Mahabad Kurds reacted by demonstrations on May 8 leading to riots and the burning of the hotel.
Iran’s Kurdish Rebellion
by Stephen Schwartz Executive Director, Center for Islamic Pluralism
Violent protests by Iranian Kurds have taken the world by surprise, and mainstream reporting on them is sparse. That is doubtless explained by the general absence of decent journalism under the regime of the Islamic Republic, including restrictions in entry of foreign correspondents. Yet the events in Mahabad, a city of up to 280,000 mainly-Kurdish inhabitants, in the Iranian province of Western Azerbaijan, has fascinating aspects to those who follow Kurdish (and Iranian) affairs.
The demographic profile of Iranian Azerbaijan reveals the ethnic diversity of Iran. The country is not entirely Persian, as many outsiders believe. Turkic, Kurdish, and other non-Farsi languages are spoken by large minorities.
The recent turbulence in Mahabad began as such urban troubles often do, with an alleged abuse of power, a death, and rapid communication through the streets. According to the English-language web portal of the Kurdish newspaper Rudaw, which is professional and reliable, in the first week of May a Kurdish woman, Farinaz Khosrawani, aged 25, died after she fell, jumped, or was pushed from the fourth floor of the Tara Hotel in the city. Ostensibly, the victim, while employed at the hotel, sought to escape a rape attempt by an Iranian state official.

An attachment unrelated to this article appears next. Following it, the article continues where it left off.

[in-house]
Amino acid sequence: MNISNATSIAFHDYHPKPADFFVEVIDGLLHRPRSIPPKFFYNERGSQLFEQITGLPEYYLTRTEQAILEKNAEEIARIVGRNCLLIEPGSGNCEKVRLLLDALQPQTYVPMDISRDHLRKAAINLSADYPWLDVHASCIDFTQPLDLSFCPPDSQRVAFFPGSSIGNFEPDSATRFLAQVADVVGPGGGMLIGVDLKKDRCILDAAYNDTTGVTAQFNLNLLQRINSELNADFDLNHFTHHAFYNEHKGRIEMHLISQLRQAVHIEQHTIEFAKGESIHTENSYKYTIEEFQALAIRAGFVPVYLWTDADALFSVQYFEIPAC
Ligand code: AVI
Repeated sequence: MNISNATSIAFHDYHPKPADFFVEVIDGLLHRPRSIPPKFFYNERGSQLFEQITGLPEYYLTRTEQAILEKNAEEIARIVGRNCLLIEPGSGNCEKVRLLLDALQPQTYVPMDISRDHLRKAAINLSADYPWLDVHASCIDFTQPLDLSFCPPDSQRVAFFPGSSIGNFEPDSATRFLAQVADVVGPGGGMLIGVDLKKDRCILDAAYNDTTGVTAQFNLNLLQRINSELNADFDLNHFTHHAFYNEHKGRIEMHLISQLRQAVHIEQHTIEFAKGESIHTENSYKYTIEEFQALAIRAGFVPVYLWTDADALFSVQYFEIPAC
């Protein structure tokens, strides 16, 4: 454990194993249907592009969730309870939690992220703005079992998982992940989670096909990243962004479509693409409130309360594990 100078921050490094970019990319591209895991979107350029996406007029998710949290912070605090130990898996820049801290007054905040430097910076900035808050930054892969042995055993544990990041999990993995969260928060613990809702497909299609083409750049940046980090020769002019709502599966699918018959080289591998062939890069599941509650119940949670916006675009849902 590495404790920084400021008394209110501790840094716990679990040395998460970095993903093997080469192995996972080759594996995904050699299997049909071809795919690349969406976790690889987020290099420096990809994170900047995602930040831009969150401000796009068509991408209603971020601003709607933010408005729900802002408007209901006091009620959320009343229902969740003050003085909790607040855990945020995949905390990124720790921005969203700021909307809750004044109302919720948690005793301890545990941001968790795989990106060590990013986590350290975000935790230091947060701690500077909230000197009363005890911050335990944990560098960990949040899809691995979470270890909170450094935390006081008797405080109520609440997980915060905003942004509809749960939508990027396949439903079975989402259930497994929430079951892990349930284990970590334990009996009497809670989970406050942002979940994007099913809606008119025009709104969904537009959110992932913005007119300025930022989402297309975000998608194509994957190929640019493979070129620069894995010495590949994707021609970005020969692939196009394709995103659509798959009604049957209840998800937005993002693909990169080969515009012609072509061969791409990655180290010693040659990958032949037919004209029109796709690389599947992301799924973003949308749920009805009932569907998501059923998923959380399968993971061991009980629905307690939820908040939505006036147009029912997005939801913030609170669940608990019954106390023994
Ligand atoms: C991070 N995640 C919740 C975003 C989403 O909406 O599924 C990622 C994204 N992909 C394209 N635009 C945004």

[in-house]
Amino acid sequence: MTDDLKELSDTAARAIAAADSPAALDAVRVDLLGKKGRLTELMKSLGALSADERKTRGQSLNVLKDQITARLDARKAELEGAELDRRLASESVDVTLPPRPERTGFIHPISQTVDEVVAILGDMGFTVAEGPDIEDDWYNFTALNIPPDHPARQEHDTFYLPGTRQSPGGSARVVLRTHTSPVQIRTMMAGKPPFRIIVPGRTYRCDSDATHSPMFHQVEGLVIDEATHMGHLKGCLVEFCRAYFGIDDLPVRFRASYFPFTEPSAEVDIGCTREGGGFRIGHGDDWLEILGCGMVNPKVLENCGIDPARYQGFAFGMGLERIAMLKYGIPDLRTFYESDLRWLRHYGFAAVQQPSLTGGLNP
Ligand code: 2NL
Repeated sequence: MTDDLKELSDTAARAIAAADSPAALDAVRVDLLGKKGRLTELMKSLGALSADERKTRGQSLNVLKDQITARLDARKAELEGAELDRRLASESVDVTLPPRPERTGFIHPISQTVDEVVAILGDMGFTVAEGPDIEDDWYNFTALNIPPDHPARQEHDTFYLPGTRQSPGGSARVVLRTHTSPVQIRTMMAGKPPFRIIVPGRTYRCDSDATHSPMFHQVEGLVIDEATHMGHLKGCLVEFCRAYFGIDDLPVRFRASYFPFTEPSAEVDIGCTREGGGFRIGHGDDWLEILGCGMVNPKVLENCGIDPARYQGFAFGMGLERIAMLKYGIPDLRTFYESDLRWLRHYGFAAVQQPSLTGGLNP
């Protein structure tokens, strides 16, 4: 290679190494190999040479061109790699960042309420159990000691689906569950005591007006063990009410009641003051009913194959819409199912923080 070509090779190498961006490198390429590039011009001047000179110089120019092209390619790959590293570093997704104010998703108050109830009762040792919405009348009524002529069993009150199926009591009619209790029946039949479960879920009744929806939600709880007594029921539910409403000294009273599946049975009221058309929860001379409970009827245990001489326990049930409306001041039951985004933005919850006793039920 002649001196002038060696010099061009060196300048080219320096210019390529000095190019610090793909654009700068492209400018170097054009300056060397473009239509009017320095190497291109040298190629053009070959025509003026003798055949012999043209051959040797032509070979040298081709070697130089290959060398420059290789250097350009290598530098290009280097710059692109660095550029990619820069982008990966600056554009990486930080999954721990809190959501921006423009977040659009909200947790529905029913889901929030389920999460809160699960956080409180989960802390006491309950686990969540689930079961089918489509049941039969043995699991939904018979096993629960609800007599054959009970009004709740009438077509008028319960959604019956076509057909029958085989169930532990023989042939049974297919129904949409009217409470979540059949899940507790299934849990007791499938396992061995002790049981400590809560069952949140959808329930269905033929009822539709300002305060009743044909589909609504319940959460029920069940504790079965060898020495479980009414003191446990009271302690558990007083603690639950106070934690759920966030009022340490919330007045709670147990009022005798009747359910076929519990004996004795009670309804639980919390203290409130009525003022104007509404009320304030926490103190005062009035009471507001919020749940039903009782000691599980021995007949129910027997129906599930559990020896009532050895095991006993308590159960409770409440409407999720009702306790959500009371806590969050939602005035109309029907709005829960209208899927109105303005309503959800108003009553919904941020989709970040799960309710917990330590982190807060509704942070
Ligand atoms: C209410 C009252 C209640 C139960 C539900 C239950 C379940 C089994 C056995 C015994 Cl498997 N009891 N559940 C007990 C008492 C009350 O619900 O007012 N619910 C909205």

Mahabad Kurds reacted by demonstrations on May 8 leading to riots and the burning of the hotel. Local activists claimed between 25 and 50 protestors, and seven police, were injured in the confrontation, and that police attacked the angry crowds with tear gas and firearms. One participant in the uprising, Akam Talaj, a student also aged 25, suffered serious wounds from gunfire and was taken to a hospital named for Ayatollah Ruhollah Khomeini, in the major city of Urmia.
A Kurdish advocate, Armin Hassanpour, 19, was arrested and his whereabouts remained unknown two weeks later. Iranian authorities warned they would deal harshly with the protestors, but then said they had not detained anybody related to the movement. A suspect in the death of Khosrowani, however, was purportedly held.
Solidarity actions with Mahabad spread to the nearby Iranian Kurdish-majority city of Sardasht, where hundreds of participants chanted “Mahabad is not alone, Sardasht will stand with Mahabad.” They were attacked by police, which fired on the people, and at least 30 Kurdish militants were rounded up and jailed. Security forces were rushed to other Iranian Kurdish towns to prevent further anti-government mobilizations, and the internet was shut down in Mahabad.
Similar, if more tranquil events were seen in Iraqi Kurdistan, in Rojava, the liberated Kurdish zone of Syria, in Turkey, in Germany, home to a large community of Kurds from Turkey, and in Scandinavia, where many Iranian Kurds have gained asylum. They are heartened and proud, obviously, at the manner in which their forces beat the so-called “Islamic State” at Kobane on the Turkish-Syrian border in January 2015, after a five-month siege.
The successful defense of Kobane was aided by air strikes coordinated with the U.S.-Arab coalition against ISIS, but the Kurdish liberation movement is overwhelmingly leftist, of a kind that for those who read history appears a revival of a distant past. Most Kurdish combatants at Kobane belonged to the People’s Protection Units (known by its Kurdish initials as the YPG), which are affiliated with the Kurdistan Workers’ Party or PKK, designated a terrorist group by Turkey, the U.S., and other authorities.